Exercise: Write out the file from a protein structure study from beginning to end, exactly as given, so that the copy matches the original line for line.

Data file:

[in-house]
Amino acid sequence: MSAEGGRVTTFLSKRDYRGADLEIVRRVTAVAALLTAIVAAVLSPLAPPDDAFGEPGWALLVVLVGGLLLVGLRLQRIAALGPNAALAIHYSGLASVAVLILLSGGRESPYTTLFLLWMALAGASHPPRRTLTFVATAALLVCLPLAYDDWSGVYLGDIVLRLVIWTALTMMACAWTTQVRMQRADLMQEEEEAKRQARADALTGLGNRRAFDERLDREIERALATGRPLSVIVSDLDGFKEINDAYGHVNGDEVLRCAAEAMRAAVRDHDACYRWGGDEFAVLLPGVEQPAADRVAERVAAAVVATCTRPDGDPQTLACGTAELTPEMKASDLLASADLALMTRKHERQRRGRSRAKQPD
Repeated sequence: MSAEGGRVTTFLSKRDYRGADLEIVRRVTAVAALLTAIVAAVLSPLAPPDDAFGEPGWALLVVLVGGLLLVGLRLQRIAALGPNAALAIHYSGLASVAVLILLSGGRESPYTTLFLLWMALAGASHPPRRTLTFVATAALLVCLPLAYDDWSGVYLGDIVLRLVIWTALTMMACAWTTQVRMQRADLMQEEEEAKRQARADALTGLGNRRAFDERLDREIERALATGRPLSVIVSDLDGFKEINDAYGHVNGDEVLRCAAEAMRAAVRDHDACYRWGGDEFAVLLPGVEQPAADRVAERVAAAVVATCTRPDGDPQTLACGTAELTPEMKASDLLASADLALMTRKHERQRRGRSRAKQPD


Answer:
[in-house]
Amino acid sequence: MSAEGGRVTTFLSKRDYRGADLEIVRRVTAVAALLTAIVAAVLSPLAPPDDAFGEPGWALLVVLVGGLLLVGLRLQRIAALGPNAALAIHYSGLASVAVLILLSGGRESPYTTLFLLWMALAGASHPPRRTLTFVATAALLVCLPLAYDDWSGVYLGDIVLRLVIWTALTMMACAWTTQVRMQRADLMQEEEEAKRQARADALTGLGNRRAFDERLDREIERALATGRPLSVIVSDLDGFKEINDAYGHVNGDEVLRCAAEAMRAAVRDHDACYRWGGDEFAVLLPGVEQPAADRVAERVAAAVVATCTRPDGDPQTLACGTAELTPEMKASDLLASADLALMTRKHERQRRGRSRAKQPD
Repeated sequence: MSAEGGRVTTFLSKRDYRGADLEIVRRVTAVAALLTAIVAAVLSPLAPPDDAFGEPGWALLVVLVGGLLLVGLRLQRIAALGPNAALAIHYSGLASVAVLILLSGGRESPYTTLFLLWMALAGASHPPRRTLTFVATAALLVCLPLAYDDWSGVYLGDIVLRLVIWTALTMMACAWTTQVRMQRADLMQEEEEAKRQARADALTGLGNRRAFDERLDREIERALATGRPLSVIVSDLDGFKEINDAYGHVNGDEVLRCAAEAMRAAVRDHDACYRWGGDEFAVLLPGVEQPAADRVAERVAAAVVATCTRPDGDPQTLACGTAELTPEMKASDLLASADLALMTRKHERQRRGRSRAKQPD